Apologies for putting Tehelka and many such more within parantheses. Nevertheless, such bracketing is a reflection of the societal attitude, especially those of its diverse stakeholders. Few have called it a surprise not expected of Tehelka, some have expressed disbelief, and few others wondered what would happen to Tehelka now that its patron is an accused.
A key section of these stakeholders began the rhetoric of blaming the market for man’s conduct. None ever talked about the values that should govern man in his professional and personal interactions in the society. None bothered to address the feelings of the victim in this episode and others like her who are constantly exposed to the fact that their complaints would be subject to all the above reactions including efforts to demean their confidence in reporting a wrong.
Our reaction to everything concerned with causing discomfort to women is met with disbelief and excuses, the latest in such efforts being the public statement of disbelief from the members of the judiciary regarding complaints of sexually reprehensible conduct.
Pardon me for my sarcasm, but I am still told that women are seen as colonies of servitude. I found it strange, but it all came real as I found my way through adulthood. My childhood and adolescence were thankfully spared. As we come to terms with the fact that we need to address decolonization of the last vestiges of mental imperialism, we find that we do not have a methodology for such address. I say that because we are still at a stage of disbelief. Did sexual assault happen at all is a question that bothers us at the first place. Disbelief about sexual violation seems to be the sine qua non of human relations in every forum, personal and professional, academic and commercial space.
While there are few who believe, their attempts at theorization are even more startling. They seem to attribute all such practices of servitude to the market, as if market and its necessities make a man look at a woman as an object of his pleasure. I have not seen an address to the innate sense of man and his responsibility as a human and as a citizen and as a participant in the societal structures. Addressing the market as the reason for sexual reprehension and sexual violence in all its unimaginable form is an attempt at finding excuses rather than explanations for human conduct.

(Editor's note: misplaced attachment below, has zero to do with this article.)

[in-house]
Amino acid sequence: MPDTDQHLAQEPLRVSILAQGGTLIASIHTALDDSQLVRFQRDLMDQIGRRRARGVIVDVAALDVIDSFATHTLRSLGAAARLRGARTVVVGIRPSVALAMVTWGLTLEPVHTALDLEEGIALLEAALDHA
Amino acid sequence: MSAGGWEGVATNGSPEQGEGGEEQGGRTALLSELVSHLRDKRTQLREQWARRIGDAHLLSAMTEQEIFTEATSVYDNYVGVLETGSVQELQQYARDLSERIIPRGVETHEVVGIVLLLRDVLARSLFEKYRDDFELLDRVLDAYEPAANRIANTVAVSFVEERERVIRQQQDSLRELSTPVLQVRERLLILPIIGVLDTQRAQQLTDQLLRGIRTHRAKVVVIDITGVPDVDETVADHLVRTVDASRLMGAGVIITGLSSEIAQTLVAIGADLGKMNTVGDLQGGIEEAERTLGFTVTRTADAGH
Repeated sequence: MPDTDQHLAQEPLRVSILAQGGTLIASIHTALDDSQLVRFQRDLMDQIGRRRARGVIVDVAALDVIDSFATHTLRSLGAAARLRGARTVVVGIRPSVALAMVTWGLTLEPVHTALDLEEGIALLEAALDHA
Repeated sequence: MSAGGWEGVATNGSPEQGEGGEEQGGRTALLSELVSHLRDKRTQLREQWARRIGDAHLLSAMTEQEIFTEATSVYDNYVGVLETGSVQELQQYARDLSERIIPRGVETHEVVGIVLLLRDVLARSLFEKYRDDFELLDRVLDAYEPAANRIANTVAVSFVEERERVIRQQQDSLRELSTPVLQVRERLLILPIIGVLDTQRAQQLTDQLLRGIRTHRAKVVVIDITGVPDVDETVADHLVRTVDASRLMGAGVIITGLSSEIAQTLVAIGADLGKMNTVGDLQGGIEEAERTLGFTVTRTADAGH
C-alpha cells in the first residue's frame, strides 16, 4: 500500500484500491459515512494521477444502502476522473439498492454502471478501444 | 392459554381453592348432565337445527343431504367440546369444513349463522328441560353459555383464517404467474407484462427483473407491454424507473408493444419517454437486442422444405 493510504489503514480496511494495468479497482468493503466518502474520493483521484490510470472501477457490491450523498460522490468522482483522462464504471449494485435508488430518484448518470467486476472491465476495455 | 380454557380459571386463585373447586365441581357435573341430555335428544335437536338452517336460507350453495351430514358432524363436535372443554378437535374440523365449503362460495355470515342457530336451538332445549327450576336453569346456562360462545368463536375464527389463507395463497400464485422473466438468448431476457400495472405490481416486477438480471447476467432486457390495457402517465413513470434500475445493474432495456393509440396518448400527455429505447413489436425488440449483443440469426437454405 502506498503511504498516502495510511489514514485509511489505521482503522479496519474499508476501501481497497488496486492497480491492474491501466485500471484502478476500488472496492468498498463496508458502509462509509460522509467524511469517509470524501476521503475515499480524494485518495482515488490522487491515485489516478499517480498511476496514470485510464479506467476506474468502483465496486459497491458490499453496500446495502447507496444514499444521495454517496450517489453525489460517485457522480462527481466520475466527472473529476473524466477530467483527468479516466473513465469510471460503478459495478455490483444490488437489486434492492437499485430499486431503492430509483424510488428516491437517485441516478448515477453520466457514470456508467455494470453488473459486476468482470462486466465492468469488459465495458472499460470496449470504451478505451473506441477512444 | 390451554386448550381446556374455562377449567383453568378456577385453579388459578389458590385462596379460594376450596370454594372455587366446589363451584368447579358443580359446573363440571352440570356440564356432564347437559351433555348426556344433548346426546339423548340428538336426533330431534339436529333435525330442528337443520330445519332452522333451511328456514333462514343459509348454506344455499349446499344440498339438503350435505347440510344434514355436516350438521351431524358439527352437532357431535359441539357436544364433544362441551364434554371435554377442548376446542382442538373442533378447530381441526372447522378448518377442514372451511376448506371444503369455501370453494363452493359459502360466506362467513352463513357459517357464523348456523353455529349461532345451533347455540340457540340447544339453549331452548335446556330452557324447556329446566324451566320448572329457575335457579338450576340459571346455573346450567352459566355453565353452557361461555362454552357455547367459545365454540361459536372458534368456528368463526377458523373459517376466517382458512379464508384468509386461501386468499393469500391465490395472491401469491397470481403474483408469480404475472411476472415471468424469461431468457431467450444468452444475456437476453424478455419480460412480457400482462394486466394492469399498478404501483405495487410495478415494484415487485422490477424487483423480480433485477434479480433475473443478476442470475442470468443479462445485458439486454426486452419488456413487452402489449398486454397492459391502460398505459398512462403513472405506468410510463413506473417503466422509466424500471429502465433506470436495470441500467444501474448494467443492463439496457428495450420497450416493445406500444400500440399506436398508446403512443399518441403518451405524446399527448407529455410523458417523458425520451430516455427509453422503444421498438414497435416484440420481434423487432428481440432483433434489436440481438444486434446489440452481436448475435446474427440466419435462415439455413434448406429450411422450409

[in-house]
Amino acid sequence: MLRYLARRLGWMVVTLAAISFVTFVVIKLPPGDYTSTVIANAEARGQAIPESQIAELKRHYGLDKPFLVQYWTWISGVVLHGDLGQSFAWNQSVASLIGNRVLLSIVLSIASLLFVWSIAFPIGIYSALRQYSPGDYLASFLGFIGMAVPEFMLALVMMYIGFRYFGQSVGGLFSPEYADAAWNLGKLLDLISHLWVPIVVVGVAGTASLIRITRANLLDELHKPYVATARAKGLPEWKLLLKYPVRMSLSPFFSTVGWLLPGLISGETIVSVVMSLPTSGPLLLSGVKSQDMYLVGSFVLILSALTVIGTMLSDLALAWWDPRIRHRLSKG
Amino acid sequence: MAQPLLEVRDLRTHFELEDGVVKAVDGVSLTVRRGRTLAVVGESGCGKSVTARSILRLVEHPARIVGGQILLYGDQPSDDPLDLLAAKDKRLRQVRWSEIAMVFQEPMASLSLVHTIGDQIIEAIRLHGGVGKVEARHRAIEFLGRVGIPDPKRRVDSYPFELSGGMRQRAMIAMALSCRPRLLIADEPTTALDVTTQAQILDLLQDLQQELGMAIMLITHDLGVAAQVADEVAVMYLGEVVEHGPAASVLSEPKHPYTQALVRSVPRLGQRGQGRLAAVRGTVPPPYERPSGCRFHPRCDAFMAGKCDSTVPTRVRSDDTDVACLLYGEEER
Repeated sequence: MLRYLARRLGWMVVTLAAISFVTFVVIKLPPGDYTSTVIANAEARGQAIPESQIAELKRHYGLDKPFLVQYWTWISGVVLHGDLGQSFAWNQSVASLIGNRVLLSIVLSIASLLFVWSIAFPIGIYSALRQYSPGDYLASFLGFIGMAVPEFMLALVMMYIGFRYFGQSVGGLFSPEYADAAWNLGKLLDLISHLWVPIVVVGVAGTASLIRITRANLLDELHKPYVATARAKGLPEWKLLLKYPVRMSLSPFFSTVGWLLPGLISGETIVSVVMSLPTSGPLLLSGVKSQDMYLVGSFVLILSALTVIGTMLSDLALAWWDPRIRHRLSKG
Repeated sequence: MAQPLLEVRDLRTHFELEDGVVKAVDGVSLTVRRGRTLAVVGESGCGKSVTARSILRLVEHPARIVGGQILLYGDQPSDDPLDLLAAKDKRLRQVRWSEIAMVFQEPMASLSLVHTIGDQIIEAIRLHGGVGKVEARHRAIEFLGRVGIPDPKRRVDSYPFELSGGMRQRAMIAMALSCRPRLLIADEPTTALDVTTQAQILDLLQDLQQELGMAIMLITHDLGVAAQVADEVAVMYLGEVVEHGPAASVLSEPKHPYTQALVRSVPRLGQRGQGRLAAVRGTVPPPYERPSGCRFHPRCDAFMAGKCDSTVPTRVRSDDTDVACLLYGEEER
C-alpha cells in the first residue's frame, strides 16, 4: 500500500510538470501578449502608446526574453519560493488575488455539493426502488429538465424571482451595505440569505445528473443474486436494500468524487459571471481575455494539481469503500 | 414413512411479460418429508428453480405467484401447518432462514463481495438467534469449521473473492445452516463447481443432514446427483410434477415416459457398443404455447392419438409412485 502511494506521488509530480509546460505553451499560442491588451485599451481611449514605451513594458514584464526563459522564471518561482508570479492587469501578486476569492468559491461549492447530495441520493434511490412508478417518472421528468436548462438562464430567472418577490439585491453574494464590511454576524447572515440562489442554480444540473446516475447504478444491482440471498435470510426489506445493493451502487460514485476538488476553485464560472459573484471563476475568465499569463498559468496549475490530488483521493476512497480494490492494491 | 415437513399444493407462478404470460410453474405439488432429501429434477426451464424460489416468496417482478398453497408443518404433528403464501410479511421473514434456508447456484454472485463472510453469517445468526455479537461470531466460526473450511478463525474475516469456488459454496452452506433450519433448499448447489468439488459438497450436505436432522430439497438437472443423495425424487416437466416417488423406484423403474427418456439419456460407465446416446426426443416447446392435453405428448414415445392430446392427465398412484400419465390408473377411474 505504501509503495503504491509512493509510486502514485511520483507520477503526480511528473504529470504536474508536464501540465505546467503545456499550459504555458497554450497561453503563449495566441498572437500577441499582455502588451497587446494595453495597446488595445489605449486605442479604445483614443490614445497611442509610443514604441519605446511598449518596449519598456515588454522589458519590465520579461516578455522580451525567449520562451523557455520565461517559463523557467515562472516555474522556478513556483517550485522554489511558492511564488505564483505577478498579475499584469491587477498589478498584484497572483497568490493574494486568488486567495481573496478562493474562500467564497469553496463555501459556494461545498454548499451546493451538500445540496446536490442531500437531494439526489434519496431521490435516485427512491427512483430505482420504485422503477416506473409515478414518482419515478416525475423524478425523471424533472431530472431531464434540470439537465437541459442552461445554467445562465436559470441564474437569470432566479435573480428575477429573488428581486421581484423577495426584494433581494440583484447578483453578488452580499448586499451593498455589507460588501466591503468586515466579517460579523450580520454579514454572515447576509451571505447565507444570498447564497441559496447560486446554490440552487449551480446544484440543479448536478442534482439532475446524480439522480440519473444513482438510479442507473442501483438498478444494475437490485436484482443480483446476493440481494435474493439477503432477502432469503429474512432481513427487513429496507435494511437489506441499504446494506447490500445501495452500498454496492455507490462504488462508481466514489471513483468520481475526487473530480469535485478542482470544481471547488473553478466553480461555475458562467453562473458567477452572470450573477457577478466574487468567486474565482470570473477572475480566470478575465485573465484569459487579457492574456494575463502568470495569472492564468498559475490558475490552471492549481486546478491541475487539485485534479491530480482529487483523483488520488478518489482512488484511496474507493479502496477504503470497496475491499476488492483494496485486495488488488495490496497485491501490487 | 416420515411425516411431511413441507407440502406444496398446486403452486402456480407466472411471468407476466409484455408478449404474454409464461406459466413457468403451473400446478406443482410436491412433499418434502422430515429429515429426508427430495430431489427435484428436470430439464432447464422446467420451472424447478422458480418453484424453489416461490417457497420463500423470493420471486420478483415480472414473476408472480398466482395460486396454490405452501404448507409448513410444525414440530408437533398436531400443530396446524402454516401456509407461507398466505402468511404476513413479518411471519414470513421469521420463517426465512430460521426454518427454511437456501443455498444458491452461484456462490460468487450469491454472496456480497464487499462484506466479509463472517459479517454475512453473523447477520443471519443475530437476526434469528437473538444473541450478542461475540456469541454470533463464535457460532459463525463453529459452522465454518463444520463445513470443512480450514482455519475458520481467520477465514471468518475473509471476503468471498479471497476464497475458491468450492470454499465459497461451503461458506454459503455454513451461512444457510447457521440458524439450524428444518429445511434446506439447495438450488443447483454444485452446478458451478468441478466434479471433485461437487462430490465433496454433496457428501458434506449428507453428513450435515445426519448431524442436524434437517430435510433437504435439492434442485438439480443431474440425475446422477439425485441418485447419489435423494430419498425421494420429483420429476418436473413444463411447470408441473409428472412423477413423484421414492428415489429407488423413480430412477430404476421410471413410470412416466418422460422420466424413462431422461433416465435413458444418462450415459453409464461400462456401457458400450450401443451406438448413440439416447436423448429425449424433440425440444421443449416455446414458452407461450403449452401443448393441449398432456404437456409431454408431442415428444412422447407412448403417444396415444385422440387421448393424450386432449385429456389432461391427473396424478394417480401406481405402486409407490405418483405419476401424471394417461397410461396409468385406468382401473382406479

Now to the reason why I have put the parentheses marks. I have always found that despite some level of discussion that happens on societal structures and its results, much of the debate is centred on an investigation into individual episodes, interspersed with comments of disbelief about the possibility of the event happening at all. Interestingly disbelief is not gender-specific, and therein lay the tragedy of sexual assault. Whether it was Tehelka, the law intern’s case, or many more such incidents that were reported and some yet to be and some that may never be reported, one feature runs common through all of them. All of the women who dared to report were subjected to the first words or gestures amounting to disbelief, both by men and women. Further still, people, instead of listening and possibly ruminating on the event that is being reported, begin reciting events and episodes where the perpetrator of the sexual violence was otherwise a personification of good behaviour, thus hinting on the impossibility of sexual violation conduct. Do these so-called conscience keepers of the perpetrators ever understand that sexist conduct is possible even if it is single incident and it does not require a conduct of events to prove his reprehensible behaviour?
The Tehelka episode threw another important feature of our handling of sexual violations. The perpetrator pompously stated that he is going on an atonement activity. Supplemented by the head of the organization trying to settle the issue with a carefully worded apology that did not hint either the conduct that the perpetrator was supposedly atoning for nor any straight words of accepting the reprehensible conduct. It is disgusting that the head of the organization was concerned about settling the matter not to affect the reputation of the organization rather than report any criminal conduct occurring in the organization. How accommodating of her to accept the pompous karmic statement of apology that never gave an indication of the hurt and harm that the perpetrator at Tehelka caused to the victim. Tehelka episode continued the downspiral of society much further; the conscience-keepers of the fourth estate unwittingly lead to the trivialization of the complaint of sexual harassment by wondering about the future of the organization because of the episode involving its patron. If justice and punishment were such private affairs, are we living in a society that is fit to call itself as civil? Morality is not to be confused with individual morals, and atonement can be fashioned to gain public sympathy as was done in this instance. It defeats my sense of understanding as to why and how previous conduct is ever relevant in justifying/excusing an episode of reprehensible sexual conduct.
That presents the anathema of our society in the context of sexual assault, and my frustration in parenthesizing these episodes that appear with increased frequency on our societal landscape. Disbelief and unwitting attempts to demoralize the complainants/victims is the main reason for the survival and continuance of sexually reprehensible conduct. We as a society with disbelief, surprise, justifications/excuses and trivialization as our structured reaction allow further additions to the miscellany of sexual assault that women’s existence has been reduced to.